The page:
Accumulating evidence indicates that the ideal therapeutic window for anti-inflammatory treatment targeting neurotoxic microglial activation may be early in the neurodegenerative process 
, highlighting a role for prevention. Microglial NADPH oxidase has been implicated in the progressive nature of AD through the chronic production of ROS in response to Aβ and/or neuron damage and the amplification of pro-inflammatory factors, such as TNFα. Here, we used an in vivo/in vitro
approach to test the hypothesis that inhibition of NADPH oxidase reduces microglia-mediated neuropathology (neuroinflammation, oxidative stress, and neuron damage) and behavioral symptoms (learning and memory deficits) associated with AD. Specifically, using the hAPP(751)SL
transgenic mouse model of AD, the ability of chronic administration (4 month) of two NADPH oxidase inhibitors (apocynin and DM) to prevent toxic microglial activation, reduce plaque size, preserve neuron function, and attenuate cumulative learning and memory deficits was tested.
Importantly, this study also addressed the utility of the hAPP(751)SL
transgenic mouse model for testing anti-inflammatory compounds. The hAPP(751)SL
mice over-express human APP Swiss and London mutations, with elevated expression in neurons throughout the brain, pronounced expression in the hippocampus, and little expression the periphery 
. Amyloid depositions occur as plaques and begin at 3 to 4 months in hAPP(751)SL
mice, with accumulation in the hippocampus commencing at 7 months 
. Using this defined window of plaque deposition, we sought to prevent neuropathology and behavioral deficits by administering the drugs early, from 4–8 months of age, before significant damage had occurred. Despite the high level of Aβ, accumulation of Aβ protein deposits, and behavioral deficits associated with this model 
, we found that at 8 months hAPP(751)SL
mice showed little evidence of neuroinflammation and oxidative stress in saline control animals, as TNFα protein, lipid peroxidation, protein nitration, and NADPH oxidase activation were low, making reduction by any inhibitors improbable. We were intrigued by these findings, as there is a well established link between Aβ and neuroinflammation/oxidative stress 
. Further, post-mortem analysis of AD brains reveal microglia clustered around plaques combined with high levels of oxidative stress and neuroinflammation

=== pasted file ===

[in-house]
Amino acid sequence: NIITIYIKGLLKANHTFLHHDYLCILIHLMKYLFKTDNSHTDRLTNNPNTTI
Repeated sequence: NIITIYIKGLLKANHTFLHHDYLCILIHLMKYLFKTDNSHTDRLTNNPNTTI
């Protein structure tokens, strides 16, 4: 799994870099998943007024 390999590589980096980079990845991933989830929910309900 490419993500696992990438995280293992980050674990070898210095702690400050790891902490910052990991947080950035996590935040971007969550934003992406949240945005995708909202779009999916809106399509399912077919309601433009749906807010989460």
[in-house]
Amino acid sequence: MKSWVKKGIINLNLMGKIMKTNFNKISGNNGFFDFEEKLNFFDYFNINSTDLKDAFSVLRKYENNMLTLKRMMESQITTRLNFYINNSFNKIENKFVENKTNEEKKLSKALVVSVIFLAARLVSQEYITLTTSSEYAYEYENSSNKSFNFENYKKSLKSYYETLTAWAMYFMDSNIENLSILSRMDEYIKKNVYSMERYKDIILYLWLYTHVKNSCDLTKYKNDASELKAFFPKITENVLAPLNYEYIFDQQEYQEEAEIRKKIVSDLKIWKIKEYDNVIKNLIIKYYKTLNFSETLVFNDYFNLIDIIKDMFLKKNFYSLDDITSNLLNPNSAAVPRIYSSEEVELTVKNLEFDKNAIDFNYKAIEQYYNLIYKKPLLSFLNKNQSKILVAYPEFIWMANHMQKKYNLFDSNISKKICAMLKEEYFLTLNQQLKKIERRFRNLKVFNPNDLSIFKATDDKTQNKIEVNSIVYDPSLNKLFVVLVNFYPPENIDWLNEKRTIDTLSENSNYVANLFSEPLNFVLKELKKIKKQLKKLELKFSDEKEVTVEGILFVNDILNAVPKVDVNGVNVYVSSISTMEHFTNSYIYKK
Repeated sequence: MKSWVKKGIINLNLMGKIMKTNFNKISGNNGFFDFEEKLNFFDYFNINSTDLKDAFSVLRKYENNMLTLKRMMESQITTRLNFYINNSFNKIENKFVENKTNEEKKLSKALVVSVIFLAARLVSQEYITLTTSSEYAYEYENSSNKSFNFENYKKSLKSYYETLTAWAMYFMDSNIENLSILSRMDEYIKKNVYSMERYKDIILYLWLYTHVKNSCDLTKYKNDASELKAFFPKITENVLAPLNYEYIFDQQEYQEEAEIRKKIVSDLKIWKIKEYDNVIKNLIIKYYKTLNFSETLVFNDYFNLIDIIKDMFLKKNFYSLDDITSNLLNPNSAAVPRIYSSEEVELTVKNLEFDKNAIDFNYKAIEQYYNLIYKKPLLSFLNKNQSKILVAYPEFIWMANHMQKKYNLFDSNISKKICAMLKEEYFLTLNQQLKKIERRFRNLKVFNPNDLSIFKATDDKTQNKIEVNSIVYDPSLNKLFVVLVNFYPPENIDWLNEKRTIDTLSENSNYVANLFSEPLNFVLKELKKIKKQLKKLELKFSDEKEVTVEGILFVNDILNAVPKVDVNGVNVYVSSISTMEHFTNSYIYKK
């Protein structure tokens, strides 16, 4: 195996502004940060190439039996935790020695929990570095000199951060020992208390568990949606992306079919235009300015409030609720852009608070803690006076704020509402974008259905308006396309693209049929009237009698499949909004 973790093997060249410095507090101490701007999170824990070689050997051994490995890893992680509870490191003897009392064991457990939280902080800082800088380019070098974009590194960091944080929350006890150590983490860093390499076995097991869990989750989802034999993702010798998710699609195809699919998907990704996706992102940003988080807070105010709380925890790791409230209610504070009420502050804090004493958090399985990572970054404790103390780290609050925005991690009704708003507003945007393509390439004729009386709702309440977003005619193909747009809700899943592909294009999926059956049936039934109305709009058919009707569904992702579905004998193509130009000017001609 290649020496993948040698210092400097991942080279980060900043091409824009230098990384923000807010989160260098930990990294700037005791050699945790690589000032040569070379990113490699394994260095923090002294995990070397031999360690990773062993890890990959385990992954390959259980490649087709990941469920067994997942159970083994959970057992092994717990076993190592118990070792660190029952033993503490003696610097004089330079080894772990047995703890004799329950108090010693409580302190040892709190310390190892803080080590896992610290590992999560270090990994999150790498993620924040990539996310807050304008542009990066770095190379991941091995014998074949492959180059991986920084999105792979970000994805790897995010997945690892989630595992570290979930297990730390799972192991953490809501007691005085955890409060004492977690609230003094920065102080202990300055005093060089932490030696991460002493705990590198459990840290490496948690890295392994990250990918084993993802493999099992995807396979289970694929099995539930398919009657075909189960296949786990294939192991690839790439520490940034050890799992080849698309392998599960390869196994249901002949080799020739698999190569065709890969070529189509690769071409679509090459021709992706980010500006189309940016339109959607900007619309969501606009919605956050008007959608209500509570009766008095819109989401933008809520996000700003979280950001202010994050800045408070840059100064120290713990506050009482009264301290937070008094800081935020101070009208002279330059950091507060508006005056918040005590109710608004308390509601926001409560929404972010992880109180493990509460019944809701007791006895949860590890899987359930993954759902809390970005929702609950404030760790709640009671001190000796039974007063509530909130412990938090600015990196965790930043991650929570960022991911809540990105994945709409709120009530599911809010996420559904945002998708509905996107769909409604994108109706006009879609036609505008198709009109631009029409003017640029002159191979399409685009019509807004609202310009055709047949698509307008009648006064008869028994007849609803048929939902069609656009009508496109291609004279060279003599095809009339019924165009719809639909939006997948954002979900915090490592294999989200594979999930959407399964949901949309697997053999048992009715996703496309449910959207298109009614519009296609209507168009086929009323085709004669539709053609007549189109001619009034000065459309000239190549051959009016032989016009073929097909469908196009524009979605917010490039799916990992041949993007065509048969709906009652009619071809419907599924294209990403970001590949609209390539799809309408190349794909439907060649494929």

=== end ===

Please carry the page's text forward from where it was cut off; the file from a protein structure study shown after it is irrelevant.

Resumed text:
, including activation of NADPH oxidase 
. However, recent reports reveal distinct differences in murine AD models when compared to the human disease that are consistent with our findings. For example, the activation of complement, which is absent in mouse models and present in human disease, has been strongly implicated in the cross-species difference in neuroinflammation 
. Yet, recent reports employing a slightly different murine model, aged (14 month) R1.40 mice, show that NADPH oxidase is activated in these aged mice and that this response can be modified by ibuprophin 
. While this study reported significant effects on plaque load, microglial activation, and indicators of oxidative stress that were modified by ibuprophin 
, the effect on cytokines, neuron damage, and behavioral deficits were not discussed. Thus, it remains possible that with significant aging (perhaps at 14 months) there would be more pronounced evidence of NADPH oxidase activation and neuroinflammation in the hAPP(751)SL
However, despite the lack of evidence for NADPH oxidase-induced pathology in vivo and the consequent inability of either compound tested to regulate the enzyme complex's low function in hAPP(751)SL mice, apocynin (and not DM) treatment reduced microglial number () and Aβ plaque size () in vivo. While in vitro analysis employed the use of immature cells and cell lines, the data revealed that apocynin had no effect on microglia cell death (), nor microglial increases in neuron-glial cultures treated with LPS or Aβ (). Together, these results suggest that the reduction of microglia number in vivo may not be due to direct effects of apocynin on microglial number, but may instead occur through effects on the deposition, such as APP processing/amyloidgenesis, Aβ aggregation, Aβ transport, or degradation of Aβ. Rather, we speculate that perhaps the reduction in microglial number by apocynin may be driven by the reduced plaque size.